John Tortorella is all gone, as Trevor Linden stands alone

On May 1 of last year, the Canucks played their first game of the 2013 postseason. Roberto Luongo was the starting netminder, backed up by Cory Schneider. Alain Vigneault, Rick Bowness and Newell Brown patrolled the benches. Mike Gillis watched from his suite overhead.

One year later to the day, it’s all gone. Those coaches have long since moved on. No Luongo. No Schneider. No Gillis. No playoffs.

Instead, on May 1 of this year, Trevor Linden sat alone at the podium in the Rogers Arena press room, calmly explaining the decision to relieve John Tortorella and Mike Sullivan of their duties so soon after they arrived that they didn’t even get even a mention in the year-old flashback that opened this piece.

The most telling statement of Linden’s presser came before he’d even said a word, when he strode to the podium all by himself. The last time we saw him at that podium, he was sitting next to owner Francesco Aquilini, who remains the man in charge here. But the fans have soured on Francesco, and he knows it, which is why he’s wisely decided to remove himself from the picture and fill it instead with a man that gets them all moony. (All moony. All Mooney is a different thing, and it does nothing for the people of Vancouver, I assure you.)

Trevor. Forget that Laurence Gilman and Lorne Henning remain in AGM positions, Stan Smyl and Ron Delorme are still scouting, and Glen Gulutzan, who presided over that dreadful powerplay play, is still a part of the coaching staff. Just focus on Trevor. Look into his eyes and he saunters in, all handsome with his designer frames and his casual salt-and-pepper five o’clock shadow, and let the frustration at what’s become of this franchise in such a short span of time melt away.

That was then. Linden is now. Say, did you know Trevor rhymes with forever? Imagine if that’s how long you renewed your season tickets for? Wouldn’t that be a neat tribute to Vancouver’s favourite son?

Don’t kid yourself. For many season ticket holders, the coolest part of the letter they received from Trevor Linden this morning explaining that John Tortorella would be staying out East was that they got a letter from Trevor Linden.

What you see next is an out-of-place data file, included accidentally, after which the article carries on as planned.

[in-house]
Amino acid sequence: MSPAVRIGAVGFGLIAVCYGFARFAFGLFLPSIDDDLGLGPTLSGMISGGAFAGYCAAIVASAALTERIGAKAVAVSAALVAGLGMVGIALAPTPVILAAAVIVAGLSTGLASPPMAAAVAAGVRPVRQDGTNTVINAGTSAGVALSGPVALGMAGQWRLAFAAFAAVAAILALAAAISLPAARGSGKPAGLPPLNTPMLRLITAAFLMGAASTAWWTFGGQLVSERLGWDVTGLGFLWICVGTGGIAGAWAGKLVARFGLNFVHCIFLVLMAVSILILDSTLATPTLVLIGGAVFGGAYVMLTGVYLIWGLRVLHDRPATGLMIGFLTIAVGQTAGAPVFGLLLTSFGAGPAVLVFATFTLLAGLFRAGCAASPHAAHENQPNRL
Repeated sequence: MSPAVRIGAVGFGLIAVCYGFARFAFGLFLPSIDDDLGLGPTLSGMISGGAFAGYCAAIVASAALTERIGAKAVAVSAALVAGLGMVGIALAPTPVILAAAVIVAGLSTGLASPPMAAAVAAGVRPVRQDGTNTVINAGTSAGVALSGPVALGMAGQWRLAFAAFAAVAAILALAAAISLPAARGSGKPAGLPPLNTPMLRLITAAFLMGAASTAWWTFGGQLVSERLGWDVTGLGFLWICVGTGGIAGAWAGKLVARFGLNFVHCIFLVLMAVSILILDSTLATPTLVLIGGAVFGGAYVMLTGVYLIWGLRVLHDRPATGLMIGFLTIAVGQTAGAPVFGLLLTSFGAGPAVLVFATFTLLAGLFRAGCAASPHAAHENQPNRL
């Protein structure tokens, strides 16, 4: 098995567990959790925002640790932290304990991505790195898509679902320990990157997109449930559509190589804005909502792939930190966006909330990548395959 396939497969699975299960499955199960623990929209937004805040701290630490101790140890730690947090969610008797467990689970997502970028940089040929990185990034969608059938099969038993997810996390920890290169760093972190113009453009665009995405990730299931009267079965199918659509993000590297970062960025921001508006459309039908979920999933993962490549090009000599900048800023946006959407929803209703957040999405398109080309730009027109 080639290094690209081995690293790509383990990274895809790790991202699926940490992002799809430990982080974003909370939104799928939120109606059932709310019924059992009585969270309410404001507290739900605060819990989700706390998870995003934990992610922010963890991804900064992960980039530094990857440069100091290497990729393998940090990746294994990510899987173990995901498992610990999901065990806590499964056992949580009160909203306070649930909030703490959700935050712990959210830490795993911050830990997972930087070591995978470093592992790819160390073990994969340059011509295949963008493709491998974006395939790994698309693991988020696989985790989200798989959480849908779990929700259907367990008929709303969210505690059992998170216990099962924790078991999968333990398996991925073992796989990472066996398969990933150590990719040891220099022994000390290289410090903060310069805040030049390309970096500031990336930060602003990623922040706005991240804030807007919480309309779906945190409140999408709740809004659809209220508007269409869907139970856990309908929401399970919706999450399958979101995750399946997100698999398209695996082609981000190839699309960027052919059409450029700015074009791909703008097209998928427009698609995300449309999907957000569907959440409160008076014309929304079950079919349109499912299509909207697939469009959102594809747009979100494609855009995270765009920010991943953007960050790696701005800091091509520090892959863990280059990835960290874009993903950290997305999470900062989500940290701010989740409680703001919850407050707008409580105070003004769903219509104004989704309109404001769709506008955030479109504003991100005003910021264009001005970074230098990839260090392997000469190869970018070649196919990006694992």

“As a Season Ticket Member,” he wrote, “I know you are deeply invested in our team and I wanted to connect with you personally.”


“This is all about looking to the future and creating a new vision,” said Linden, and that’s true in part, but really, it’s more about looking to the recent past and destroying any trace of it. This was the last step in a scorched earth policy.

Linden said several times that the decision to dismiss Tortorella came after considering a bunch of factors, and I’m sure it did. But the biggest factor is the way the fans soured on the leadership, and the direction it was taking this franchise. It’s why Mike Gillis had to go. It’s why, in the end, Tortorella had to go.

”Starting with a clean slate is important,” Linden told the assembled media, echoing what he said in the morning’s letter about a “fresh start”, and where that begins:

It starts with how we shape our management and coaching staffs and the roster improvements we’re able to make. Our goal is to be back in the playoffs next spring as we continue developing this group into a team that can challenge for the Stanley Cup.

We’re also committed to making it exciting to watch Canucks games throughout the season. A Season Ticket Member sent me a message recently saying, ‘We all want ‘The Cup’ of course but we also want to enjoy the ride too.’ We’re going to do everything we can to make that happen. We want to put a team on the ice that creates buzz and anticipation in the city on game days.

Granted, you could argue that this weird, entitled season ticketholder might do well to replace Cup with cake and enjoy the ride with eat it, so as to better realize how big his demands are.

But after what Tortorella did to this team this year, putting the fanbase to sleep, treating the stars like his rescue dogs by neutering them, and turning the team into a sideshow — yet somehow, a boring sideshow, which is crazy, since sideshows are usually pretty entertaining — there was no way that the Canucks could create any buzz or anticipation by announcing he’d be returning. This was the only play.

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  1. whisky jack
    May 1, 2014

    The Rangers and the Raptors won
    And now it’s clear that Torts is done
    Our baseball team is eight and “O”
    That’s all the news I need to know

    I care not for a missing plane
    Or the unrest now in Ukraine
    And there is nothing I can do
    Will temper hatred of the Jew

    I keep my garden free of weeds
    And help a bit with others’ needs
    I watch Sportsnet and TSN
    The History Channel now and then